President Goodluck Jonathan was also intimidated by America in his two major visits here. (Read my April 16, 2010 article titled “Dr. Goodluck Jonathan, that was embarrassing” for my account of then acting President Goodluck Jonathan’s first official visit to America). The man was thoroughly overwhelmed, and his countless gaucheries throughout the visit gave the outward manifestation of a man who was held hostage by a profound lack of self-confidence.

 To be clear, rhetorical brilliance and self-confidence in and of themselves don’t make good leaders. In fact, if I am given a choice between a suave, urbane, and cosmopolitan leader who is ineffective and a rustic, diffident, tongue-tied, and barely educated leader who is effective I would choose the latter without the slightest hesitation. I’m sure that’s true for most Nigerians. Unfortunately, with a few exceptions, Nigeria’s post-First Republic leaders are not only rustic, diffident, tongue-tied, and functionally illiterate, they are also notoriously ineffective, not to talk of insanely corrupt. That is why I can’t help celebrating the grace, verbal elegance, and grandeur of a leader whose generation got a bad rap for being inadequately educated.

The comment of a London-based Nigerian lawyer by the name of Chukwuemeka Reuben Okala who watched the video and shared his thoughts on a listserv captured the sentiments of many Nigerians on cyberspace.

“Abubakar was very articulate, well composed, confident and had a very good command of English language,” he wrote on a Nigerian Internet discussion forum called TalkNigeria. “From his body language, one could see that he knew whom he was— the head of a government of an independent state. Yet Nigeria was barely 1 year old at that time. Hitherto, I had dismissed Abubakar as a naive, semi-illiterate primary school teacher, based on what (wrong articles) I read about him. I now realise that, that impression was fraught with flaws and totally unfair to a man who had a very good grasp of his position. Abubakar was indeed solid.  I'm more than impressed!”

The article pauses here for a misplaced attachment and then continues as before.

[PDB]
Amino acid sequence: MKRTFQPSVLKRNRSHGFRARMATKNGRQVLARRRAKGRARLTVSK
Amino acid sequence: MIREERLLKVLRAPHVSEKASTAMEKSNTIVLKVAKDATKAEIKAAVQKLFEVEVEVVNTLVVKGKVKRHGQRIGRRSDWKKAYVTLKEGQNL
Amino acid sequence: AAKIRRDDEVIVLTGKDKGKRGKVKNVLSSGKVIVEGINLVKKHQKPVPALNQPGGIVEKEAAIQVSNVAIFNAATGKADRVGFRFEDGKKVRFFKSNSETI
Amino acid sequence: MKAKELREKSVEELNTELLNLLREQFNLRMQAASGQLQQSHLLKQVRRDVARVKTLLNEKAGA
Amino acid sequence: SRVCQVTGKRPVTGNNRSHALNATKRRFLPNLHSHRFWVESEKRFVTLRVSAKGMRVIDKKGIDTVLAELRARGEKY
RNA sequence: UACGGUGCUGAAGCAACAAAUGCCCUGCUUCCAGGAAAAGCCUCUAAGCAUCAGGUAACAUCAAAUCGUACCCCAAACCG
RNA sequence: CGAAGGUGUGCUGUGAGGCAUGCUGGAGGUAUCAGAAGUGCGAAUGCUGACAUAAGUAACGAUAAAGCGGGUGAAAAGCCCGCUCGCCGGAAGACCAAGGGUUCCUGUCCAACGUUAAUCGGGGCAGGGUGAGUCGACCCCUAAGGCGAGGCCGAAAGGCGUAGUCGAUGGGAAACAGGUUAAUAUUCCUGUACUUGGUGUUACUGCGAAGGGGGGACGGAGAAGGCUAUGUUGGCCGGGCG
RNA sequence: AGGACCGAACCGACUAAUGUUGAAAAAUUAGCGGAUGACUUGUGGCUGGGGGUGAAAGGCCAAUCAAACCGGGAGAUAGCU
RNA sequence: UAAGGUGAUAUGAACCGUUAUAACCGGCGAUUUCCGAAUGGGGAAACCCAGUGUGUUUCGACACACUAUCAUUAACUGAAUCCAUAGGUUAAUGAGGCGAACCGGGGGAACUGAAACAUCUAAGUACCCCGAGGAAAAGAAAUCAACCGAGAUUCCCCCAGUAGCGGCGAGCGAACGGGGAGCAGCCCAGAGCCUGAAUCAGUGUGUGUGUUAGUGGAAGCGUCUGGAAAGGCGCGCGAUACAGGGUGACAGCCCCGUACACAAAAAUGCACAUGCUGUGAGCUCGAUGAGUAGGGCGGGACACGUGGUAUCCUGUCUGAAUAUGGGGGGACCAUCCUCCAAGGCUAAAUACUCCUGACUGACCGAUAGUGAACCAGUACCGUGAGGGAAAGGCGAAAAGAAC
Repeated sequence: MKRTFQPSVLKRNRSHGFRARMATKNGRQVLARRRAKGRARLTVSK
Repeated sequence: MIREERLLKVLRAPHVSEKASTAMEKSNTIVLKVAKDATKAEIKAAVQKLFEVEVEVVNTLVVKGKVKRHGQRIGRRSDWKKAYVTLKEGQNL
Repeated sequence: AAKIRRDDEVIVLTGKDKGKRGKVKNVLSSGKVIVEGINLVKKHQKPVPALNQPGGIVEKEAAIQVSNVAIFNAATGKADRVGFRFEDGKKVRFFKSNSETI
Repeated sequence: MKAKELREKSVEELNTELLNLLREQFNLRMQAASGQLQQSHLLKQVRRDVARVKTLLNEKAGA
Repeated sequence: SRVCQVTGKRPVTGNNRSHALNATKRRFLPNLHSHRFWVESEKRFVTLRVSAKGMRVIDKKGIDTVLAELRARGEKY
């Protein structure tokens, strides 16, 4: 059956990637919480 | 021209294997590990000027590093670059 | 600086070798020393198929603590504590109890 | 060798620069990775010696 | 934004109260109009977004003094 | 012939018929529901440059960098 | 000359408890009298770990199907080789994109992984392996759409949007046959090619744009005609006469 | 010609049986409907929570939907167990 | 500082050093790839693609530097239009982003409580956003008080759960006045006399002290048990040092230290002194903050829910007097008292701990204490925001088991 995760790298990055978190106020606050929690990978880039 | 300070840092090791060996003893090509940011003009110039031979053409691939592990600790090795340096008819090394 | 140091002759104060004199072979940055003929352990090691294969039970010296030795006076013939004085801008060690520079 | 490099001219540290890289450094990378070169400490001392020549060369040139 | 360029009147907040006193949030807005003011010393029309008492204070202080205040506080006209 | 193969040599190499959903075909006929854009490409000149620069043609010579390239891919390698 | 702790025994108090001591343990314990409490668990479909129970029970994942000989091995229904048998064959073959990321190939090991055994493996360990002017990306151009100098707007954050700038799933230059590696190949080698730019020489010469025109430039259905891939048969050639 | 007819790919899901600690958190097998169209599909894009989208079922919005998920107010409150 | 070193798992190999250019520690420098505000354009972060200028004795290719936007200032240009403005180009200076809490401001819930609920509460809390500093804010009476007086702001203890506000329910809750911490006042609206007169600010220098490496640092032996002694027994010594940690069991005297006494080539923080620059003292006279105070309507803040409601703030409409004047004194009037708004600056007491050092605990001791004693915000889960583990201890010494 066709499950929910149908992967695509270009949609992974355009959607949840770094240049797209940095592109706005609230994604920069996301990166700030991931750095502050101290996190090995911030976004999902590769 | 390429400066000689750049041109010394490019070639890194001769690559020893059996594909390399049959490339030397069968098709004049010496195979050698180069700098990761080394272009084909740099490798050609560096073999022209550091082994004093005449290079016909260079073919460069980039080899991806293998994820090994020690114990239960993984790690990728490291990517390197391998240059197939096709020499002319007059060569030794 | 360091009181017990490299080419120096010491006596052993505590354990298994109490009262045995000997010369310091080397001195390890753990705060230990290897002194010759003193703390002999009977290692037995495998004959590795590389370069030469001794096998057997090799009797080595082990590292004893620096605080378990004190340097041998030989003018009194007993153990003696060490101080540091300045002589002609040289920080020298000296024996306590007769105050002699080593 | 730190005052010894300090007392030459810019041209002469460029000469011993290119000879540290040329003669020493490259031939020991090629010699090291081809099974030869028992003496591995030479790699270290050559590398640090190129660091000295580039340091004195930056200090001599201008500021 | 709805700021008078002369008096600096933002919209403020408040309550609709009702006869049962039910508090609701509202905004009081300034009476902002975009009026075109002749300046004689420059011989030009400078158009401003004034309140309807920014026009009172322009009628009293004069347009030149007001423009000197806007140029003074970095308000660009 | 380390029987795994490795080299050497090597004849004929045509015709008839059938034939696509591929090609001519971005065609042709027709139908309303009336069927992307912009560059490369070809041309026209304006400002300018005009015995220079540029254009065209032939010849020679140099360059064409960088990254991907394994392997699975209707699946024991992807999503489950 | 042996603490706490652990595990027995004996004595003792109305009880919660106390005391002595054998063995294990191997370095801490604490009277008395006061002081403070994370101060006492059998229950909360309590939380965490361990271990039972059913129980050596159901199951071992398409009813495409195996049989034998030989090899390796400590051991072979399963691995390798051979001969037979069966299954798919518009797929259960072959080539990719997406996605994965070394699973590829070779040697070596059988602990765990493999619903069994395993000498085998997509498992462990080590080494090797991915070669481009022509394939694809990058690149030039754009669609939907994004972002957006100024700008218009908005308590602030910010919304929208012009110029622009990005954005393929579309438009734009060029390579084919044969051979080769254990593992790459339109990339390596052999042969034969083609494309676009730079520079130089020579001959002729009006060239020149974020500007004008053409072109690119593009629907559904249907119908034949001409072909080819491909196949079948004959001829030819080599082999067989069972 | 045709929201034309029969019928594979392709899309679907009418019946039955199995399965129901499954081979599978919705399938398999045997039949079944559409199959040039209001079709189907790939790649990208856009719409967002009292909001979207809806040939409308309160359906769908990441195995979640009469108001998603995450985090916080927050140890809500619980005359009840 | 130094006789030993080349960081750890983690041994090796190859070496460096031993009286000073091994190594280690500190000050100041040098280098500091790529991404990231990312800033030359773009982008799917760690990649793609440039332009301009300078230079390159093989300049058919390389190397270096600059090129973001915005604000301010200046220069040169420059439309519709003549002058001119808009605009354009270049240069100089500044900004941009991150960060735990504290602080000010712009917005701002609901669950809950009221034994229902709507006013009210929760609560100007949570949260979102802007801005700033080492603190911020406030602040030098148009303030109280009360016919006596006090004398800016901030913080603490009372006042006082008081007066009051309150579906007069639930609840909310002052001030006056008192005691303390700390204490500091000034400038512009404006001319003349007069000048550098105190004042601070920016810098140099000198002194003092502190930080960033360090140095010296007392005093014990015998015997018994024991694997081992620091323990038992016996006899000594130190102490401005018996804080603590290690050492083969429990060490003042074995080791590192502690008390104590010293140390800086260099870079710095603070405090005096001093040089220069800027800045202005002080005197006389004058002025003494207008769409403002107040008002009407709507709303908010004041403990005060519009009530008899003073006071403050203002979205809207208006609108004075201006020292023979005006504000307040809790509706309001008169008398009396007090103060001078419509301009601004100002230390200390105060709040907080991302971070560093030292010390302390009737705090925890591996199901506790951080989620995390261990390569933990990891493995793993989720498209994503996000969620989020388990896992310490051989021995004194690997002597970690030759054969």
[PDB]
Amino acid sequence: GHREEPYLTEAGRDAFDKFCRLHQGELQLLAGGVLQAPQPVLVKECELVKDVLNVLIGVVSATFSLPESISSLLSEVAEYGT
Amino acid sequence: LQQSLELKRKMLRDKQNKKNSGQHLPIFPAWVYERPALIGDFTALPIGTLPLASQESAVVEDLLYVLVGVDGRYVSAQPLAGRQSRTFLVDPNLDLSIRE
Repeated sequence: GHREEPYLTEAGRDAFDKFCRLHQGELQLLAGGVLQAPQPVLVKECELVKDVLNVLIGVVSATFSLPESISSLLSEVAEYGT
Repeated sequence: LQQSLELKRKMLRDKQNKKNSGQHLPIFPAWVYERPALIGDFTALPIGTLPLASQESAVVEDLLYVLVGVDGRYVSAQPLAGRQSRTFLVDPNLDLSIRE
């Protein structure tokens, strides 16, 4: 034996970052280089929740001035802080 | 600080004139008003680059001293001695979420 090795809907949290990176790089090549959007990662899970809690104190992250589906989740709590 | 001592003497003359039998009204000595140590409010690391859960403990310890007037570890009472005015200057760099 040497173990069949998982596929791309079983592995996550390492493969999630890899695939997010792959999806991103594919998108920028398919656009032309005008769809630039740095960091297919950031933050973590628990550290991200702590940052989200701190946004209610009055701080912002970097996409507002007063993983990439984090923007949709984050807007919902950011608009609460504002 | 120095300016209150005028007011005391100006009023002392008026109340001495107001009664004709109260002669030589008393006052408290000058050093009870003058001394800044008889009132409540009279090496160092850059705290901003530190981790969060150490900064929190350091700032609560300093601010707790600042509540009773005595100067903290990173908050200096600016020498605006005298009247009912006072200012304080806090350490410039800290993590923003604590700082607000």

I am a critic of chronocentricity and reverse chronocentricity, but I can’t resist valorizing our past and lamenting the diminution of our social and symbolic capital as a nation over the years. (Chronocentricity, which you’re unlikely to find in a regular dictionary, denotes the tendency for people to think that their generation is superior to the generations that preceded it, and reverse chronocentricity, which is my coinage by the way, is the tendency for people to unduly celebrate and sentimentalize the past and inaugurate it as superior to their present).

My reverse chronocentricity has basis in facts. As another commenter on TalkNigeria who goes by the handle Nebukadineze wrote, “Indeed, Nigeria don pafuka [is finished] for real. PM Balewa was invited to address a joint session of the US Congress (a seminal honor… accorded not just anybody) and he received numerous rounds of thunderous applause. Today, if any Nigerian leader mistakenly walks into Capitol Hill, it is almost a certainty that the Capitol Hill police will arrest him and hand him over to the US Marshals.”

This is obviously an intentional exaggeration, but the writer’s point is that no Nigerian leader, certainly not the present one, has come even remotely close to living up to the standards of regal splendor and verbal dexterity that the late Tafawa Balewa set. May his soul rest in peace.

Related Articles:
What Yar'adua is Learning and NOT Learning from America
Dr. Goodluck Jonathan, that was Embarrassing!